When it comes to making your relationship work, one good way to go about it is to divvy up household chores fairly, according to a Swedish study published in the peer-reviewed journal PLoS One.
If household chores aren't divided evenly, it's women who suffer the emotional strain, noted the researchers - and the equality problem goes beyond who tackles the chore list, with women feeling they aren't on equal footing with their opposite sex partner.
To reach their findings, scientists from Sweden's Umea University studied questionnaires about education, home life, health, and work, filled out by 723 residents of a Swedish industrial town from 1981 to 2007.
At age 21, both men and women reported roughly the same level of psychological distress, such as anxiety, restlessness, and concentration problems. Yet by age 42, that shifted, with women's level of distress rising while the men's stayed the same, according to the findings.
The key contributor for women's distress was the unequal distribution of domestic chores. But the most distressed women not only performed more household work but felt a greater sense of gender inequality in the relationship. Researchers also noted that if a woman felt on equal ground with her partner, the distress dissipated, even if they pulled more weight around the house.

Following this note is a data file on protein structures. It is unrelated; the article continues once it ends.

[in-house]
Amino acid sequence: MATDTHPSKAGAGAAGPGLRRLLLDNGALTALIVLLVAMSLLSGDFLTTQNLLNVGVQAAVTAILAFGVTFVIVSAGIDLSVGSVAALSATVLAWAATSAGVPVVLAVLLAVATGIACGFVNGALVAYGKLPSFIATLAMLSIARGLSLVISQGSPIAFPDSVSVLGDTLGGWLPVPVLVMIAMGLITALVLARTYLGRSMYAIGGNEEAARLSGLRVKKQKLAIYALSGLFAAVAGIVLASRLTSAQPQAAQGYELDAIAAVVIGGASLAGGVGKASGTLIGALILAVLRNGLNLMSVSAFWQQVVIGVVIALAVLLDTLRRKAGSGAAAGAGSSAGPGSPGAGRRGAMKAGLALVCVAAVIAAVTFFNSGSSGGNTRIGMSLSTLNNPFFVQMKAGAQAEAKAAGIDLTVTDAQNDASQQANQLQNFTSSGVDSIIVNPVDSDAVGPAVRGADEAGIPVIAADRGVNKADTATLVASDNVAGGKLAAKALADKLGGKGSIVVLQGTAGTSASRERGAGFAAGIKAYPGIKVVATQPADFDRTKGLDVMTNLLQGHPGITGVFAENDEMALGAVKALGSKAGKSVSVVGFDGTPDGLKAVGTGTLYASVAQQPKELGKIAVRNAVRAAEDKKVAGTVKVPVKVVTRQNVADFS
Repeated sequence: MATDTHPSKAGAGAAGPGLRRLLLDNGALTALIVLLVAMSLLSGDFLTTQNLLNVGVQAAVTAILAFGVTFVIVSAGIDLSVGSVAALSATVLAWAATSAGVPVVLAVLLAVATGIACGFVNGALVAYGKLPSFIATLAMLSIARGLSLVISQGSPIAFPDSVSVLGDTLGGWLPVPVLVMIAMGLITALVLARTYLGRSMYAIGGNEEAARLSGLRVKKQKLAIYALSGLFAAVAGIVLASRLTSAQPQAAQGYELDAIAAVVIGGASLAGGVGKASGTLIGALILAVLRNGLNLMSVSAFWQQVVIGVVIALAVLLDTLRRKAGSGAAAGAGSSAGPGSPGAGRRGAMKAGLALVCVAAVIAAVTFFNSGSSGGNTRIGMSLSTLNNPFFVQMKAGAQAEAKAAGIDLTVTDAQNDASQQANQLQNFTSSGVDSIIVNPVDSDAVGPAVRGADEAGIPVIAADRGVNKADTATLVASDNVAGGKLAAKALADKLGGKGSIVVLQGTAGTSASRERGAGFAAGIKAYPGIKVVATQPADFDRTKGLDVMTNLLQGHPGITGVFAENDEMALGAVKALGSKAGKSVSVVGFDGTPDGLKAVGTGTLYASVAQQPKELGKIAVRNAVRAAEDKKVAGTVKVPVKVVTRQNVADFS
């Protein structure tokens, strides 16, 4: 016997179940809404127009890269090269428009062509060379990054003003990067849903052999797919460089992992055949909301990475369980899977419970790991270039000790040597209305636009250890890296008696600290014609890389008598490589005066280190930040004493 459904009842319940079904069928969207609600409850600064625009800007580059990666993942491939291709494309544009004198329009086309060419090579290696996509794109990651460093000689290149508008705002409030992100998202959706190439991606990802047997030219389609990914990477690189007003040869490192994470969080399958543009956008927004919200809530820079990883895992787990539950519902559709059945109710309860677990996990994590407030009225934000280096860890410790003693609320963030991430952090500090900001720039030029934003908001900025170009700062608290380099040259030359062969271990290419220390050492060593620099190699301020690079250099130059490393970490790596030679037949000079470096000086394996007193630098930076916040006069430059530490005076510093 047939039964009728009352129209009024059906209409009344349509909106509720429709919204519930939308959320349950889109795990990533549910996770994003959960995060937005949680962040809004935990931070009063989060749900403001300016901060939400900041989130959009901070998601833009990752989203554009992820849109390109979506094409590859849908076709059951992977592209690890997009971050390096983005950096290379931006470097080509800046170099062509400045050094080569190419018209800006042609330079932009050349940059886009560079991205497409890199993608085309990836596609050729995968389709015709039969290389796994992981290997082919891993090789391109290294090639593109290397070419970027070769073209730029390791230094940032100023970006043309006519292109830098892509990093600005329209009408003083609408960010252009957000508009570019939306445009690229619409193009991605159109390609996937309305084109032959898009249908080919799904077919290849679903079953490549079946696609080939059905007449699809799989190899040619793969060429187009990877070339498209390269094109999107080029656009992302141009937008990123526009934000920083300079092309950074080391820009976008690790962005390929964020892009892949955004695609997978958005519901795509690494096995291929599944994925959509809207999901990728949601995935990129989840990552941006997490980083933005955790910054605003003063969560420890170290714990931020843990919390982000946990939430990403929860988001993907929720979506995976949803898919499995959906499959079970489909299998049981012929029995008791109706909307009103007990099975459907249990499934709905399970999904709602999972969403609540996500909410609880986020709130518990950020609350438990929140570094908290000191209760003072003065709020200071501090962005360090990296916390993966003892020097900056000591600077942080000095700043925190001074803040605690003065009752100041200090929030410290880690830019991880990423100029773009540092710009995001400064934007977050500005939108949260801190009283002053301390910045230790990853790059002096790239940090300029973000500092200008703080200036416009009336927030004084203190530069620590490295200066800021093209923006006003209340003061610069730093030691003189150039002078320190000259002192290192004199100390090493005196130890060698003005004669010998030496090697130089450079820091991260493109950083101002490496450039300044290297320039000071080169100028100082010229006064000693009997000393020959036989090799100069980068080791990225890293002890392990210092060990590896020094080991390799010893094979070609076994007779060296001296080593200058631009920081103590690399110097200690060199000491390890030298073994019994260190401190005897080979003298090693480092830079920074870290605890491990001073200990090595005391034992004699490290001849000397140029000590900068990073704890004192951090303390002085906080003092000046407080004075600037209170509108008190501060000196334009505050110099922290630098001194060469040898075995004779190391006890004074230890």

"The results of this study indicate that it is not only a matter of whether the responsibility for domestic work is equal or not, but also the relational context in which the responsibilities are divided within the couple relationship," the authors wrote in the study.
"It is not the work per se," said American psychologist Jill Weber in an interview with WebMD. "It's the feeling that the woman is not getting support from her partner. Inequality often translates as a lack of emotional support."
Family psychiatrist Alan Manevitz, MD, also told WebMD that the distress results not so much from an unequal division of household chores but from feeling a lack of respect or appreciation in the relationship.
"One partner's unhappiness will lead to stress in the whole family," he added. "What matters most is that couples agree and have the same vision about how to divide things up, and that that vision evolves and has flexibility.
Plus a man doing his fair share around the house may even boost his female partner's sex drive. According to Ian Kerner, PhD, sex therapist and New York Times best-selling author of She Comes First, the best foreplay for women is "choreplay," or when a man does household chores without being asked.